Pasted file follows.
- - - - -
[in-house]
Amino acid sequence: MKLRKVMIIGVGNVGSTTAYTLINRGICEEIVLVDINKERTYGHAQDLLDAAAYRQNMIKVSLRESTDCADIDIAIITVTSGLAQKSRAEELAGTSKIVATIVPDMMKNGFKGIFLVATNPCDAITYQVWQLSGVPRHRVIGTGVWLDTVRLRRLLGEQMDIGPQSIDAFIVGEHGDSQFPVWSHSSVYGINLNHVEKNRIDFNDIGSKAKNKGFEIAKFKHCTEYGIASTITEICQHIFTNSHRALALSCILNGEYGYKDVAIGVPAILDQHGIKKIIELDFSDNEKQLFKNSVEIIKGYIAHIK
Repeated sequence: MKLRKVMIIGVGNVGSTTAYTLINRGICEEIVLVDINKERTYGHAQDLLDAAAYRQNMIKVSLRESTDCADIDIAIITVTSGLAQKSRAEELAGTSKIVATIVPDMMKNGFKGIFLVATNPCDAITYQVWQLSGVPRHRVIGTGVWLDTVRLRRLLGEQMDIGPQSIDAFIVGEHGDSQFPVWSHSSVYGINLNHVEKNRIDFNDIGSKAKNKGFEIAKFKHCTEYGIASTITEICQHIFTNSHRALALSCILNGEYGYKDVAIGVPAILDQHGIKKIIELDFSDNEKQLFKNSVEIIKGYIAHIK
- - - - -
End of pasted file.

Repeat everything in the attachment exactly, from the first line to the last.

[in-house]
Amino acid sequence: MKLRKVMIIGVGNVGSTTAYTLINRGICEEIVLVDINKERTYGHAQDLLDAAAYRQNMIKVSLRESTDCADIDIAIITVTSGLAQKSRAEELAGTSKIVATIVPDMMKNGFKGIFLVATNPCDAITYQVWQLSGVPRHRVIGTGVWLDTVRLRRLLGEQMDIGPQSIDAFIVGEHGDSQFPVWSHSSVYGINLNHVEKNRIDFNDIGSKAKNKGFEIAKFKHCTEYGIASTITEICQHIFTNSHRALALSCILNGEYGYKDVAIGVPAILDQHGIKKIIELDFSDNEKQLFKNSVEIIKGYIAHIK
Repeated sequence: MKLRKVMIIGVGNVGSTTAYTLINRGICEEIVLVDINKERTYGHAQDLLDAAAYRQNMIKVSLRESTDCADIDIAIITVTSGLAQKSRAEELAGTSKIVATIVPDMMKNGFKGIFLVATNPCDAITYQVWQLSGVPRHRVIGTGVWLDTVRLRRLLGEQMDIGPQSIDAFIVGEHGDSQFPVWSHSSVYGINLNHVEKNRIDFNDIGSKAKNKGFEIAKFKHCTEYGIASTITEICQHIFTNSHRALALSCILNGEYGYKDVAIGVPAILDQHGIKKIIELDFSDNEKQLFKNSVEIIKGYIAHIK